People say New Yorkers are tough, surly, mean. Balls. What a lovely, cuddly downright adorable tribe they are. Ok so we didn’t spend an awful lot of time in the Bronx, but generally speaking, the man on the NY street is about a gazillion times more likely to offer a lost tourist a hand than you would find on the poshest London street. And in the bars and restaurants? fuggedaboudit, the level of service borders on the ridiculous. Recommendations, honest advice, what not to have or do, all are more forthcoming than the endless coffee refills, and all are spot on. Sure there's a tip waiting for them with the bill, but hey, you gets whats you pays for. In every side street lurks a little slice of greatness, an energy and creativity that pervades the most meagre diner, the most unlikely looking tavern. If ever there was a place I could slip into like a fatman into plate of pancakes, it’s the Big Apple, if just to sit and watch the day unfold.
Do you New Yorkers ever get tired of your town? Is it possible? Sure maybe when you're not on holiday, wandering the streets in a silly hat taking pictures of doorways, and are actually say, making a living or something, it might become a little less striking, but really, does it? Can it? I really can't see it!
Thursday, 3 December 2009
It was never going to be easy, bringing this one to the silver screen. McCarthy’s America is one where nothing grows, no birds sing, no squirrels gather nuts and the sun never, ever shines. The causal event of such devastation is only hinted at, here by subtle flashback – a nuclear war? A tumultuous natural disaster? Who knows. What is clear is that the world is dead. No animal save for man walks upon the earth, and humanity is its death throes. Those that remain some ten years after the event survive as they must in the brutal ash covered landscape. And it is here that our protagonists known only as the man (Viggo Mortensen) and the boy (newcomer Kodi Smit-Mcphee), travel south in search of, anything. Along the way they scavenge and survive, and occasionally run into other survivors – typically tense affairs when the majority of strangers want to eat your legs – and that is literally the entirety of the plot.
What the book, and to a less successful extent the film, try to gauge, is the capacity of man for good and evil. The man and boy are the self professed “good guys” – who would never eat another person no matter how hungry they were – but of course each encounter with another party, a punctuation in the monotonous silent crawl south, explores how good the man really is, and what lessons he is passing onto his son. An early encounter with a rather mad-max-esque hick ends abruptly with a bullet to the head in the name of protecting the boy – fair enough you might say, but later run-ins see a harsh punishment doled out to a would be thief (watch out for an overly-chubby-for-the-role Michael Kenneth Williams Omar fans!) and the man’s fury tempered by the merciful son – has he learned good lessons? I don’t know, I’d say he wouldn't last five minutes with such a trusting nature, honestly has he learned nothing?? But then that's the point, the morality on display in extraordinary circumstances; we’ll all come away with a different take on how we might believe ourselves to behave in such a position.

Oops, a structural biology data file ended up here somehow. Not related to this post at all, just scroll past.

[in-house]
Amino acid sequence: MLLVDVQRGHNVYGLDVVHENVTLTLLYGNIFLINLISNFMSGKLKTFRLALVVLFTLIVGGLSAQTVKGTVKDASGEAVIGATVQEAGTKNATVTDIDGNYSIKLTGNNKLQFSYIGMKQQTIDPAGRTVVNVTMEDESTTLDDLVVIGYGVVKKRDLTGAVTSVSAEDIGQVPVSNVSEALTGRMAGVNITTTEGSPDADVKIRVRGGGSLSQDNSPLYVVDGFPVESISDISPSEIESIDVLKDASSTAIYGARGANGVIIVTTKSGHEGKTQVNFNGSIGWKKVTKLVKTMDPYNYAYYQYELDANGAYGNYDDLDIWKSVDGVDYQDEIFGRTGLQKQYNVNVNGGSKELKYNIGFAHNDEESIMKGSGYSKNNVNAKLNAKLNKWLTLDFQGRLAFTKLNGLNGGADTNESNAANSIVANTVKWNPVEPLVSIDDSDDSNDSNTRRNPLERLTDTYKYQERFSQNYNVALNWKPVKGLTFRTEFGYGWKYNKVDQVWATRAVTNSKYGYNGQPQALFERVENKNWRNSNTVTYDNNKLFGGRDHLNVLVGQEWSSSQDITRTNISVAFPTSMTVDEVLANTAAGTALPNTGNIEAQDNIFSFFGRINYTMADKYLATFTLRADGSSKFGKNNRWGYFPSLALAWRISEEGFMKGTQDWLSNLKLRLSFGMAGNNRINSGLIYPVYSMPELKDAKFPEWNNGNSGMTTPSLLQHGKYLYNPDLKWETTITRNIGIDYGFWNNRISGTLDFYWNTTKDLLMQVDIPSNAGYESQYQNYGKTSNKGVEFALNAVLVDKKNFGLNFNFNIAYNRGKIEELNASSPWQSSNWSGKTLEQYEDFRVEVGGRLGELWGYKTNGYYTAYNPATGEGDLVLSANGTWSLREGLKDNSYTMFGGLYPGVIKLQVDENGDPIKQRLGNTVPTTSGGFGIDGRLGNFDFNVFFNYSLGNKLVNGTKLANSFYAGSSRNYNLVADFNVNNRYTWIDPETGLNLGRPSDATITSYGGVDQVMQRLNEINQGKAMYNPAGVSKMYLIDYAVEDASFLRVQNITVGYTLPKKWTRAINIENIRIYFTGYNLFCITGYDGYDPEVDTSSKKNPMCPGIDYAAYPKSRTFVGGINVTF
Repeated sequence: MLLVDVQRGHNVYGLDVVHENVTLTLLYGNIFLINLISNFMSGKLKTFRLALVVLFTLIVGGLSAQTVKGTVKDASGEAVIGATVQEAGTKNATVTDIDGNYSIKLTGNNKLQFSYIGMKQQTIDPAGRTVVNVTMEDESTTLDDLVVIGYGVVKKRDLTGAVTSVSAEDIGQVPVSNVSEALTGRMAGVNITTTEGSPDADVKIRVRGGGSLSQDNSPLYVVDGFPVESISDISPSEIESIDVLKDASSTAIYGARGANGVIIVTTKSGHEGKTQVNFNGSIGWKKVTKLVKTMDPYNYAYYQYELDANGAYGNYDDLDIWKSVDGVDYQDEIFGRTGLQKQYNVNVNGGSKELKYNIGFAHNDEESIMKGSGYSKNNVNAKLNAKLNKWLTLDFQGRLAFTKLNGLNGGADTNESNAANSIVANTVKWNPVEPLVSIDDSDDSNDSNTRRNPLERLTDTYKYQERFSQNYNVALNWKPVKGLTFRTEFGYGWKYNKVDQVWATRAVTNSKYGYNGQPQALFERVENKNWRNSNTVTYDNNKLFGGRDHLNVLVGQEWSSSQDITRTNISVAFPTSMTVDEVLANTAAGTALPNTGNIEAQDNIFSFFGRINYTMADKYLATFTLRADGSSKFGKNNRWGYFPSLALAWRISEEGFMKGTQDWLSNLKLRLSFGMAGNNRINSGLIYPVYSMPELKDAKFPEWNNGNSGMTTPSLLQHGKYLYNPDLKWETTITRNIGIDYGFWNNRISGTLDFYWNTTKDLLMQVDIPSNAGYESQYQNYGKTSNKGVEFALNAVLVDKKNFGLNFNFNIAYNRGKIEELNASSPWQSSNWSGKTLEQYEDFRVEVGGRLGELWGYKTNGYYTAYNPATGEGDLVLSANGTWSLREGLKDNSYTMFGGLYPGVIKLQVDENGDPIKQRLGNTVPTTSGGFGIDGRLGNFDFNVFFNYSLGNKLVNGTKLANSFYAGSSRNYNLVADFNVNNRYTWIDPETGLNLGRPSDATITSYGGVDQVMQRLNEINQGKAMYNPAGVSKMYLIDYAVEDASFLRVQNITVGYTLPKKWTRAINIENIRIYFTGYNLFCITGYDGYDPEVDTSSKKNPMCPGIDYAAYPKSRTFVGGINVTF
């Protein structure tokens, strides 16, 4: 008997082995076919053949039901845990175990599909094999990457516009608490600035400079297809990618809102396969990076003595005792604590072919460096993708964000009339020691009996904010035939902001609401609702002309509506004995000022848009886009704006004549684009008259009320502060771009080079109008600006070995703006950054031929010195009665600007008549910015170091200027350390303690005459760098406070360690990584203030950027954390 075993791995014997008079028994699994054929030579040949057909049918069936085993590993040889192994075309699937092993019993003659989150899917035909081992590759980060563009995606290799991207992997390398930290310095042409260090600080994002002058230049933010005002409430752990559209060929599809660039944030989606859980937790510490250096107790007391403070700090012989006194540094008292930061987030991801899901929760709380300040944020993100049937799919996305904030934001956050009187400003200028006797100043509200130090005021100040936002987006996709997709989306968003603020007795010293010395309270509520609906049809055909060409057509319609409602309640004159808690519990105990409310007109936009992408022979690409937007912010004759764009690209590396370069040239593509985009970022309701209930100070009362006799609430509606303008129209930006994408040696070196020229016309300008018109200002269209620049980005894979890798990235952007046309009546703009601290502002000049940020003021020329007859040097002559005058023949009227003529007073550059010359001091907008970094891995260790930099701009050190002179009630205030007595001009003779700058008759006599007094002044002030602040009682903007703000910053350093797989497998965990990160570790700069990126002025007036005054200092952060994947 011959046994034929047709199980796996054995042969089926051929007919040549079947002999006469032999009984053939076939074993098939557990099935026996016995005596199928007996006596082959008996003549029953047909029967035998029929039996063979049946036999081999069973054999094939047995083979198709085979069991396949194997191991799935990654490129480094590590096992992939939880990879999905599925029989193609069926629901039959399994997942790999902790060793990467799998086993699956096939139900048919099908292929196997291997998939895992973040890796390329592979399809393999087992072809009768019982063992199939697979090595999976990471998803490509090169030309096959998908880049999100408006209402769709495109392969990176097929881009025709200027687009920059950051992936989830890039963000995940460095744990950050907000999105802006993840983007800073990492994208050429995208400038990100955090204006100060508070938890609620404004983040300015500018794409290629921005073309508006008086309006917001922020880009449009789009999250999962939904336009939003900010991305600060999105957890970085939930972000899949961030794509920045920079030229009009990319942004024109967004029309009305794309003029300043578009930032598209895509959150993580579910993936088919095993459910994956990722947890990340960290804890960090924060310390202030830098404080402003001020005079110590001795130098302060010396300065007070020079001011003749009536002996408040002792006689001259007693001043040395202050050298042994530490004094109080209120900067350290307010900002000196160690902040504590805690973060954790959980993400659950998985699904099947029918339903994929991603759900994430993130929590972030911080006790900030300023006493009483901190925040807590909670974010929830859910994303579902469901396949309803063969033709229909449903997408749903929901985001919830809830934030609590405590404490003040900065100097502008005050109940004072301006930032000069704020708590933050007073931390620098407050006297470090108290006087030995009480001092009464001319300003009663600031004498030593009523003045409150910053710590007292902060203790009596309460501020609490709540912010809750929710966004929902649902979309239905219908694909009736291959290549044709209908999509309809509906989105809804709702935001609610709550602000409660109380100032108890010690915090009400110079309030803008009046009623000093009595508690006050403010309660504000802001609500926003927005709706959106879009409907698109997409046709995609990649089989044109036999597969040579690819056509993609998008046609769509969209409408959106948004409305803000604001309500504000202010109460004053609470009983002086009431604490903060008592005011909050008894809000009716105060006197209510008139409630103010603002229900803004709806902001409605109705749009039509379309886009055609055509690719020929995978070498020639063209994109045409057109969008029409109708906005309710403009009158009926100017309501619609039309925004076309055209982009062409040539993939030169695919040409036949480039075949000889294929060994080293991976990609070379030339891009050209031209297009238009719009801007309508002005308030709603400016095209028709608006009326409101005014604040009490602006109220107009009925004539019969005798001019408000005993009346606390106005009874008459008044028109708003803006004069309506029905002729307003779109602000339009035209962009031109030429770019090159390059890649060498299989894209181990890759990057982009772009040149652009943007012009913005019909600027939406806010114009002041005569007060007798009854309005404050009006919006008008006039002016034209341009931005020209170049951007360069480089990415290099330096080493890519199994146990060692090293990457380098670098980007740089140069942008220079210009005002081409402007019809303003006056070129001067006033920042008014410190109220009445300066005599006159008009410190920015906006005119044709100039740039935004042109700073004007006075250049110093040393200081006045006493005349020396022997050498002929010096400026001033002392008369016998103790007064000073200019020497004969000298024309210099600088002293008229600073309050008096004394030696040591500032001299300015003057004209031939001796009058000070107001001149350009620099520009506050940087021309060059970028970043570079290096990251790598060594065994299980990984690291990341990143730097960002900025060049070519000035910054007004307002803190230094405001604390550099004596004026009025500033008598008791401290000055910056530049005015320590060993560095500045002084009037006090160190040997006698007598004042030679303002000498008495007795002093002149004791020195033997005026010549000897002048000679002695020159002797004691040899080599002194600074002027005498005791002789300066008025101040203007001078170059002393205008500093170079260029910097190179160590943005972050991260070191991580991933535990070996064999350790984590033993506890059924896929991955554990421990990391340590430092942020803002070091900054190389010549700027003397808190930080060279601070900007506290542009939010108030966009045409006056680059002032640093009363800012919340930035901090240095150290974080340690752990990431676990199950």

But the trouble is, the book is good for such reflection, for such melancholy daydreaming, but the film is something else. A book you can put down, or look up from and surround yourself with the warmth of reality. Here we are locked in the barren grey silence of it all for the duration. And this would be no bad thing, if it weren’t so slavishly tied to the book's content. Of course it never really had a choice in the matter – fans of the novel would be liable to self immolation if an additional sentence of spoken dialogue or scene with a shopping mall were added, so it can’t be held at fault for it, but the fact remains this is a very slender narrative. As the pair make their way south, the man’s health gradually declines, and the ultimate question of what will happen to our offspring we leave behind us raises it’s ever present ugly head. It is an interesting conundrum, and makes for some genuinely tense moments during some particularly grisly encounters with the logical conclusion of life at the end of days, but can’t sustain itself into what we might consider a cinematic plot.